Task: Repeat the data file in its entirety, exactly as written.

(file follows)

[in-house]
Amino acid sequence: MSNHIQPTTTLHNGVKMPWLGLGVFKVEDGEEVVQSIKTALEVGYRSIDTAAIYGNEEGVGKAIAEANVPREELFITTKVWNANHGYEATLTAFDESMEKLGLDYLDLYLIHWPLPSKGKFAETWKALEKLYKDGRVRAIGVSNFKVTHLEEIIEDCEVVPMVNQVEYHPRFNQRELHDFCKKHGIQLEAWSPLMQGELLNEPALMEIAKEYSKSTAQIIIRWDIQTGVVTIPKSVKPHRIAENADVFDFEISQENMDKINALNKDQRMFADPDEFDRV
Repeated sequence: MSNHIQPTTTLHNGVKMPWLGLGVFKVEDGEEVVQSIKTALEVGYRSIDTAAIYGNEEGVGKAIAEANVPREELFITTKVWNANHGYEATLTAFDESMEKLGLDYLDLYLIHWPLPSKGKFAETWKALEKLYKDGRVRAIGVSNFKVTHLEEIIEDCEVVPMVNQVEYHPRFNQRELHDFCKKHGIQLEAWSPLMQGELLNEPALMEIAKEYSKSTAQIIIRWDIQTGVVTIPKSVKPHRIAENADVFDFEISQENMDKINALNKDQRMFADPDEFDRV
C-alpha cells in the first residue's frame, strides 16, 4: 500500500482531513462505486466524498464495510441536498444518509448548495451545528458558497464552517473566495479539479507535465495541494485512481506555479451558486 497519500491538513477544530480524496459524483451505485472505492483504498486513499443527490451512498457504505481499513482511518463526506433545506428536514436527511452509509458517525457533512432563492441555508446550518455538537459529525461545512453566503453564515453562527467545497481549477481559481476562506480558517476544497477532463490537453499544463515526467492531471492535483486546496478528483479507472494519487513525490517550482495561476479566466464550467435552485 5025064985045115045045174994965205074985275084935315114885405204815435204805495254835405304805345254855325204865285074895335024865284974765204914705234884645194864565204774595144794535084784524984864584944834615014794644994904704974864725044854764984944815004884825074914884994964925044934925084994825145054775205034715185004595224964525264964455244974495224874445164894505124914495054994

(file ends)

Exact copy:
[in-house]
Amino acid sequence: MSNHIQPTTTLHNGVKMPWLGLGVFKVEDGEEVVQSIKTALEVGYRSIDTAAIYGNEEGVGKAIAEANVPREELFITTKVWNANHGYEATLTAFDESMEKLGLDYLDLYLIHWPLPSKGKFAETWKALEKLYKDGRVRAIGVSNFKVTHLEEIIEDCEVVPMVNQVEYHPRFNQRELHDFCKKHGIQLEAWSPLMQGELLNEPALMEIAKEYSKSTAQIIIRWDIQTGVVTIPKSVKPHRIAENADVFDFEISQENMDKINALNKDQRMFADPDEFDRV
Repeated sequence: MSNHIQPTTTLHNGVKMPWLGLGVFKVEDGEEVVQSIKTALEVGYRSIDTAAIYGNEEGVGKAIAEANVPREELFITTKVWNANHGYEATLTAFDESMEKLGLDYLDLYLIHWPLPSKGKFAETWKALEKLYKDGRVRAIGVSNFKVTHLEEIIEDCEVVPMVNQVEYHPRFNQRELHDFCKKHGIQLEAWSPLMQGELLNEPALMEIAKEYSKSTAQIIIRWDIQTGVVTIPKSVKPHRIAENADVFDFEISQENMDKINALNKDQRMFADPDEFDRV
C-alpha cells in the first residue's frame, strides 16, 4: 500500500482531513462505486466524498464495510441536498444518509448548495451545528458558497464552517473566495479539479507535465495541494485512481506555479451558486 497519500491538513477544530480524496459524483451505485472505492483504498486513499443527490451512498457504505481499513482511518463526506433545506428536514436527511452509509458517525457533512432563492441555508446550518455538537459529525461545512453566503453564515453562527467545497481549477481559481476562506480558517476544497477532463490537453499544463515526467492531471492535483486546496478528483479507472494519487513525490517550482495561476479566466464550467435552485 5025064985045115045045174994965205074985275084935315114885405204815435204805495254835405304805345254855325204865285074895335024865284974765204914705234884645194864565204774595144794535084784524984864584944834615014794644994904704974864725044854764984944815004884825074914884994964925044934925084994825145054775205034715185004595224964525264964455244974495224874445164894505124914495054994